Says the IPKat, while every initiative to assist SMEs is welcome, both in terms of IP detection and enforcement and in terms of enhancing business confidence, there are some questions which I'd like to ask since the initial publicity does not address them:
1. How much of the information in this portal is already freely and publicly available from other websites?

2. How frequently will the information be updated, and by whom?

3. Have SMEs been consulted as to whether (i) this is the sort of information which they require and (ii) this is the format in which they want it?

4. How were the "more than 20 markets" chosen? And can it be assumed that the EU is a single market for these purposes, so we're not double accounting, or do we also count Germany, France, the UK etc?

5. How much of the advice has come from people with experience of civil and/or criminal enforcement and, if so, how were they chosen?

6. Who is responsible for making information concerning this initiative available to SMEs already in existence and those yet to be formed?

7. How is the effectiveness of this website to be monitored? Is there a ready-made metric?

8. If the 20 markets in question are not all English-speaking and/or if the users are not all intended to be English-speaking, what provision has been made for languages and translation?

9. How much money has been spent on establishing this portal and how much is set aside for its maintenance?
Do tell, please!
Hands across the ocean, hands off our IP! Hands across the ocean, hands off our IP! Reviewed by Jeremy on Sunday, December 19, 2010 Rating: 5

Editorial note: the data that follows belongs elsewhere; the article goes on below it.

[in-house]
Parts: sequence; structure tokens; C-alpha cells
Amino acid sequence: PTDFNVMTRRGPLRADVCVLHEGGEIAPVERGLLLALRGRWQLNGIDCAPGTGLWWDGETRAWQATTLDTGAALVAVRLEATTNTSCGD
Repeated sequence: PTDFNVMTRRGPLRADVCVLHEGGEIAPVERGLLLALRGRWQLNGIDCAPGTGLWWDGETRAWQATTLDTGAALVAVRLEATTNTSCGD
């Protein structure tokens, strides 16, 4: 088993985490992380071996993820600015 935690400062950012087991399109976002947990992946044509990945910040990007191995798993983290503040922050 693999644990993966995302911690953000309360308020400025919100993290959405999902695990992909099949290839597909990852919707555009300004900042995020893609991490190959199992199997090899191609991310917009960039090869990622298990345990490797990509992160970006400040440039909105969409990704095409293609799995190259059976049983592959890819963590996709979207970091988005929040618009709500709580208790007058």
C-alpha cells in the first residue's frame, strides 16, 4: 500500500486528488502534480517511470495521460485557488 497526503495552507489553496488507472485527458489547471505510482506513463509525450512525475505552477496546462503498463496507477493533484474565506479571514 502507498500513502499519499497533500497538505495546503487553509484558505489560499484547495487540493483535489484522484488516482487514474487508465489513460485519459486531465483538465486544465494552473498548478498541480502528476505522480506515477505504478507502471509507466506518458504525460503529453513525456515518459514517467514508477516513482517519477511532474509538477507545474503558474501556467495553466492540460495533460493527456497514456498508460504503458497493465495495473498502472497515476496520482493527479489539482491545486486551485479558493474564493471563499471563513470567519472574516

1. http://ec.europa.eu/enterprise/initiatives/ipr/manage-your-ipr/index_en.htm

    Go to this page of the EU Portal and then click on "Assessing SME's Intellectual Property" and you are taken to something called "ChinaIPR" Can this be right?

  2. Its a pity this is such a mess because the one thing that European entrepreneurs really need to know about design protection in the US is that it doesn't exist unless they register a design patent

  3. @MaxDrei
    I don't think it can be. By the way, are you not as shaken as I am at the poverty of the advice offered on the China IPR SME Helpdesk website? Such gems as

    "Once you have an overview of the various IP assets in your company, in order to decide on the appropriate way to protect it, consider enlisting the support of an IP professional.

    It is advisable to ensure that the IP professional you choose possesses knowledge of your technical field and is willing to take into account the resource constraints that are often faced by SMEs"

    I'm sure that anyone running an SME will be totally enlightened by that.

  4. Sorry for the incorrect link. The correct one should be:


    We've separately answered your other questions last month in an e-mail, as it was too long to fit in a comment!

    Happy Year of the Rabbit, etc,

    Stephanie Mitchell, DG Enterprise & Industry, European Commission